Of course, it's not just larger hospitals and health systems whose leaders face challenges regarding the constant fluctuation in staffing needs in the hospital setting. Smaller organizations face major challenges, too; they just involve fewer overall numbers of people. Stephen M. Stewart, CIO at Henry County Health Center in Mt. Pleasant, Ia., definitely has a story to tell. For one thing, though the core facility of the organization is a 25-bed critical-access hospital, Henry County also owns a 49-bed long-term care unit on campus; a 75-bed long-term care unit located 25 miles away that it manages; and is part-owner of a dialysis company that it manages. As a result, Stewart and his colleagues are faced with the challenge of appropriately staffing 500 FTEs across several different-and very diverse-pieces of the organization and related entities, in seven different locations in its service area.
“From a payroll perspective, we have the kind of diversity that much-larger organizations usually face,” says Stewart. “And you create payroll scenarios to fit the business needs for a particular organization and its staff size. And each entity has a different scenario,” so that the classes of individuals are extremely diverse, and challenging in their complexity. In other words, Stewart and his colleagues must manage a very diverse constellation of small groups of people.
So Stewart and his colleagues, who went live in 2004 with their core EMR product, from the Mobile, Ala.-based CPSI (Computer Programs and Systems Inc.), began using CPSI's scheduling tools in 2006, and have since used the company's scheduling solution to create an Intranet portal solution, “to provide transparency to everyone.”
So, for example, Stewart says, referring to as-needed on-call nurses, “A PRN nurse who only works five days a month, he or she can go online and see their schedule for the month. And we can make scheduling changes on the fly so that everyone can see them. We also run the ambulance service for the county, so that provides a whole host of scheduling demands and needs as well.” The bottom line, he says, is that “we used to have pieces of paper hanging around all over the place; but by getting everything onto the portal, the department director can make a scheduling change, and it's immediately available for everyone to see, and he or she can also trigger an e-mail to all affected staff. And this is a good thing: almost all the entities are under the same benefits company, with the exception of the dialysis company.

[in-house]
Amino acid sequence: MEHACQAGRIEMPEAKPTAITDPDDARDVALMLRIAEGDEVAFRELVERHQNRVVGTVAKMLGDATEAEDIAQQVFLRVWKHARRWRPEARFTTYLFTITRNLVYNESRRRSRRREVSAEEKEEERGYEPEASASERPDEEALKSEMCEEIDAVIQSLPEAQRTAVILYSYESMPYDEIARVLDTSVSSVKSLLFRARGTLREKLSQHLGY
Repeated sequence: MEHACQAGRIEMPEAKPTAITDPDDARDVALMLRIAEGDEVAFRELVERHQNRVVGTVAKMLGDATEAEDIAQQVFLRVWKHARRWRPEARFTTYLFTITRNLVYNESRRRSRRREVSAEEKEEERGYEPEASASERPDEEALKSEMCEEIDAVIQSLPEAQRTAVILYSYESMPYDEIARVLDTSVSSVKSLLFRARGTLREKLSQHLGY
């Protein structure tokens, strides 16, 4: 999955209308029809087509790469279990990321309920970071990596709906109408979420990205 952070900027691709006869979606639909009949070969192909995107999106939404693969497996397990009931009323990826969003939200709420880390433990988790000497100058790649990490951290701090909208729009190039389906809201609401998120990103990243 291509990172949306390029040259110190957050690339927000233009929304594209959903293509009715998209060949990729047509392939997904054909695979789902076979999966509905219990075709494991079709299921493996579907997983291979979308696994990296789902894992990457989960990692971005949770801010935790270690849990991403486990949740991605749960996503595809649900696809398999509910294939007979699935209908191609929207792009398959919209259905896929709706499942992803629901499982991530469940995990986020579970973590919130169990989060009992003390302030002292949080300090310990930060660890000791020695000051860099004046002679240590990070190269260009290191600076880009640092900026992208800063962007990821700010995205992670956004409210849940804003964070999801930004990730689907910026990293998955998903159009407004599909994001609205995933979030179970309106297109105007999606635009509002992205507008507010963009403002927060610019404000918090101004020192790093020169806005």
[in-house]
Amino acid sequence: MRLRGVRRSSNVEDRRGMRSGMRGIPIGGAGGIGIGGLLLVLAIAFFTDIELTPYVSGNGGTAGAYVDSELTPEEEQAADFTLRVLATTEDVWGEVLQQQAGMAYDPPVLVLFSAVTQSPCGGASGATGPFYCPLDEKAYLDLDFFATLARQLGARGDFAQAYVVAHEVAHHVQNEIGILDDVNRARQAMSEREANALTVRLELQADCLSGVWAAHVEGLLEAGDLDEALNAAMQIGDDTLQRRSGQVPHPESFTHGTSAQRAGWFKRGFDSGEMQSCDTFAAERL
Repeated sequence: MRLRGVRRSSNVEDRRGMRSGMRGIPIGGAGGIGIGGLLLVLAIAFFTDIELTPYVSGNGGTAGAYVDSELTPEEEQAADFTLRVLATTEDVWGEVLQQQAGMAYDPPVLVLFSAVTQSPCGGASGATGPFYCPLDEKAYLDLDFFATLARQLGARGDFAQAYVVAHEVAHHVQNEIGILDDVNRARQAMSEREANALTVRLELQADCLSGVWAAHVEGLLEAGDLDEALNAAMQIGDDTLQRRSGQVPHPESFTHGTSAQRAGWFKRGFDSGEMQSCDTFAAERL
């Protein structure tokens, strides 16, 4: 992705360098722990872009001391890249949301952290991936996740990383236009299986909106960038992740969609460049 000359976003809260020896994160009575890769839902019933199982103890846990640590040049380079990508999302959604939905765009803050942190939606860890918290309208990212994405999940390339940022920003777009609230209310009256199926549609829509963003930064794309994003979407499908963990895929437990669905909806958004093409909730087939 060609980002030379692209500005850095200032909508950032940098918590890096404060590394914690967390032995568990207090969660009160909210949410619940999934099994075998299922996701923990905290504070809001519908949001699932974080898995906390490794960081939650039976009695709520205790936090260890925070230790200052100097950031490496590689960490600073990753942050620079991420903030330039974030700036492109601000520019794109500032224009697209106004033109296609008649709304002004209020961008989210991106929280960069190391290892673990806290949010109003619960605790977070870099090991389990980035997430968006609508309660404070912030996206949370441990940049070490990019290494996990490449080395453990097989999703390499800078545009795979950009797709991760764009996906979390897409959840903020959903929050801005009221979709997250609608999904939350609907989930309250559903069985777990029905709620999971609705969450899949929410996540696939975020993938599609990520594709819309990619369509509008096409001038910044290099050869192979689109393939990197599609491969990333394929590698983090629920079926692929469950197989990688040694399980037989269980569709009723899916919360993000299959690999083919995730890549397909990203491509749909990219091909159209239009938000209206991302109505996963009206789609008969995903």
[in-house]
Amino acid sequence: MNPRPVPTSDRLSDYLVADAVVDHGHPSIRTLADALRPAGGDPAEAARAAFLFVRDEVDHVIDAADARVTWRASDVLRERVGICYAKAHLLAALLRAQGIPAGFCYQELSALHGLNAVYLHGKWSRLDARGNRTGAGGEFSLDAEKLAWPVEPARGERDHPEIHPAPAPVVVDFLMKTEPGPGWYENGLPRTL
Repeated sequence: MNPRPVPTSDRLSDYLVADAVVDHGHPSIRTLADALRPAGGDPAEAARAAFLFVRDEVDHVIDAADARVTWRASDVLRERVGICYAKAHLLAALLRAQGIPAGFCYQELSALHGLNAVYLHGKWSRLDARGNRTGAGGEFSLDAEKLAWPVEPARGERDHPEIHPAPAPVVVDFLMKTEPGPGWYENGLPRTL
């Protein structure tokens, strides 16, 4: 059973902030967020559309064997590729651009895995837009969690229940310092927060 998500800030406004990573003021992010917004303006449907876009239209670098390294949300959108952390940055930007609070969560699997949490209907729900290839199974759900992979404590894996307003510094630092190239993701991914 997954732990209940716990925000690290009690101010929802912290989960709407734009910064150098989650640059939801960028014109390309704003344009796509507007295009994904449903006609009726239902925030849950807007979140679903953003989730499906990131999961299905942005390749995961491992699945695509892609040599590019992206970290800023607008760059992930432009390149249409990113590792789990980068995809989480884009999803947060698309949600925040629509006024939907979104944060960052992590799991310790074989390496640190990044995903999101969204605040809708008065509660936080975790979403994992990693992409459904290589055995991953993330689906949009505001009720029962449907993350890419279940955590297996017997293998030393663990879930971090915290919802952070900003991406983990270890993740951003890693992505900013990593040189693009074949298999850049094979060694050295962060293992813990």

“THE THING TO REMEMBER IS THAT YOUR SALARY COSTS FOR NURSING ARE YOUR NO. 1 COST.”-GARY BARNES
Leveraging clinical data from the EMR in order to analyze acuity and thereby optimize staffing levels is an approach a number of hospital organizations are pursuing, among them the 362-bed Medical Center Health System in Odes sa, Texas. CIO Gary Barnes notes that his organization has a rather unusual staffing situation.
“We're in the area of West Texas where the oil boom was very big for a while, and we had a boom in patient census, and not enough nurses,” Barnes reports. “In fact, what happened was that a lot of nurses had husbands in the oil business, so they quit working during the boom, because their husbands were making a lot of money. The boom has diminished somewhat, and some have come back” since then, he says. But one of the lessons learned from that situation was the need to carefully assess fluctuating acuity levels in the hospital in order to understand more comprehensively how many nurses might be needed at any particular time.
Barnes and his colleagues have leveraged the ANSOS One-Staff solution from the Alpharetta, Ga.-based McKesson Corp., linking the data analysis capabilities of that solution with the hospital's EMR, also from McKesson. The most immediate goal? “To help us reduce overtime, and the use of agency nurses, by looking at and analyzing fluctuating acuity levels.”
As a result, Medical Center Health System has been able to reduce its use of agency nurses significantly. “The thing to remember,” Barnes says, “is that your salary costs for nursing are your No. 1 cost in your organization. So you need to take your time and evaluate the solutions, and find something that will save you money and improve staff satisfaction.”
Healthcare Informatics 2011 February;28(2):32-35